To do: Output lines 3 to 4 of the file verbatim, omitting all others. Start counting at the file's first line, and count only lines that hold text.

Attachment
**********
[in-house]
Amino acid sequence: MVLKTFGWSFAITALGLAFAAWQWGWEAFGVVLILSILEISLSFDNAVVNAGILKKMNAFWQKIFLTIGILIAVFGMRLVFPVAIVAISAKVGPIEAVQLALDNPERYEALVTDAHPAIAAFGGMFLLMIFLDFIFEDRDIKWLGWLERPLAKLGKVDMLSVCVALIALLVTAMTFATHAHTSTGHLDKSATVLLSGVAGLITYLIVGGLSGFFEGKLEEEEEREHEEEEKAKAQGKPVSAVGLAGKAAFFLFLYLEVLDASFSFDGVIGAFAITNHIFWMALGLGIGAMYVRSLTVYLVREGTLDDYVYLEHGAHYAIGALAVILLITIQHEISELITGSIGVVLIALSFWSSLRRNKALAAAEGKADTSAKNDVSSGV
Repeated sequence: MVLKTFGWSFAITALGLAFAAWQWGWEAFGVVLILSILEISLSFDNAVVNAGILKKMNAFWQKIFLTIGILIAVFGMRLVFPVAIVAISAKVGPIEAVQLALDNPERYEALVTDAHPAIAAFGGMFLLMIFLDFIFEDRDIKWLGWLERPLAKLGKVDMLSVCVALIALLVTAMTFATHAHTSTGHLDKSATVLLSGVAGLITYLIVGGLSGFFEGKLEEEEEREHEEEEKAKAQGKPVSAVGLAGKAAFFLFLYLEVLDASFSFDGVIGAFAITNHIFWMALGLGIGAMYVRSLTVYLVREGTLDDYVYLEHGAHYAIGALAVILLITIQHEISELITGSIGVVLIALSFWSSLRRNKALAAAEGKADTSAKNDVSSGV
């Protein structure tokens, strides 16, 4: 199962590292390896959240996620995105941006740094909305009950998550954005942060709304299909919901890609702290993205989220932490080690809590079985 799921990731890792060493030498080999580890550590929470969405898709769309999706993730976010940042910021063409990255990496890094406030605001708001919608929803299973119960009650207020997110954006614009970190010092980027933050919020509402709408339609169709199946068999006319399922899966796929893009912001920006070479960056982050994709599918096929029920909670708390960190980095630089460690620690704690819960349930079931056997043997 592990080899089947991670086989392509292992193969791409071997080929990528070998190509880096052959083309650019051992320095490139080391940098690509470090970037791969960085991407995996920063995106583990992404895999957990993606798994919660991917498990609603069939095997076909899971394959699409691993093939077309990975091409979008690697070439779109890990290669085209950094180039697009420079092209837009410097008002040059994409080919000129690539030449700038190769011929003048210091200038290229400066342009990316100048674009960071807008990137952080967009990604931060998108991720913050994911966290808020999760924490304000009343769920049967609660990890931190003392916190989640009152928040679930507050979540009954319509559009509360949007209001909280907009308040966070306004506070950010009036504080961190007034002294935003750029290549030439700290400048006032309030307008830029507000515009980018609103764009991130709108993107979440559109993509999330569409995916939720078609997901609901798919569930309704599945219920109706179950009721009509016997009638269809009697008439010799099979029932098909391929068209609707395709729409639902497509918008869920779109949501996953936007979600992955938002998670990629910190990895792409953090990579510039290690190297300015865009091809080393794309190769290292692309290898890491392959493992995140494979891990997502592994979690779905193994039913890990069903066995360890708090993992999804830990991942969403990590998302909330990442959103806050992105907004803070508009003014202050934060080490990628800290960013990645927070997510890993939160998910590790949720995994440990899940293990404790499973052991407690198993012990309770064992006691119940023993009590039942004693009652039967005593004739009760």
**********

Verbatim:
Repeated sequence: MVLKTFGWSFAITALGLAFAAWQWGWEAFGVVLILSILEISLSFDNAVVNAGILKKMNAFWQKIFLTIGILIAVFGMRLVFPVAIVAISAKVGPIEAVQLALDNPERYEALVTDAHPAIAAFGGMFLLMIFLDFIFEDRDIKWLGWLERPLAKLGKVDMLSVCVALIALLVTAMTFATHAHTSTGHLDKSATVLLSGVAGLITYLIVGGLSGFFEGKLEEEEEREHEEEEKAKAQGKPVSAVGLAGKAAFFLFLYLEVLDASFSFDGVIGAFAITNHIFWMALGLGIGAMYVRSLTVYLVREGTLDDYVYLEHGAHYAIGALAVILLITIQHEISELITGSIGVVLIALSFWSSLRRNKALAAAEGKADTSAKNDVSSGV
């Protein structure tokens, strides 16, 4: 199962590292390896959240996620995105941006740094909305009950998550954005942060709304299909919901890609702290993205989220932490080690809590079985 799921990731890792060493030498080999580890550590929470969405898709769309999706993730976010940042910021063409990255990496890094406030605001708001919608929803299973119960009650207020997110954006614009970190010092980027933050919020509402709408339609169709199946068999006319399922899966796929893009912001920006070479960056982050994709599918096929029920909670708390960190980095630089460690620690704690819960349930079931056997043997 592990080899089947991670086989392509292992193969791409071997080929990528070998190509880096052959083309650019051992320095490139080391940098690509470090970037791969960085991407995996920063995106583990992404895999957990993606798994919660991917498990609603069939095997076909899971394959699409691993093939077309990975091409979008690697070439779109890990290669085209950094180039697009420079092209837009410097008002040059994409080919000129690539030449700038190769011929003048210091200038290229400066342009990316100048674009960071807008990137952080967009990604931060998108991720913050994911966290808020999760924490304000009343769920049967609660990890931190003392916190989640009152928040679930507050979540009954319509559009509360949007209001909280907009308040966070306004506070950010009036504080961190007034002294935003750029290549030439700290400048006032309030307008830029507000515009980018609103764009991130709108993107979440559109993509999330569409995916939720078609997901609901798919569930309704599945219920109706179950009721009509016997009638269809009697008439010799099979029932098909391929068209609707395709729409639902497509918008869920779109949501996953936007979600992955938002998670990629910190990895792409953090990579510039290690190297300015865009091809080393794309190769290292692309290898890491392959493992995140494979891990997502592994979690779905193994039913890990069903066995360890708090993992999804830990991942969403990590998302909330990442959103806050992105907004803070508009003014202050934060080490990628800290960013990645927070997510890993939160998910590790949720995994440990899940293990404790499973052991407690198993012990309770064992006691119940023993009590039942004693009652039967005593004739009760």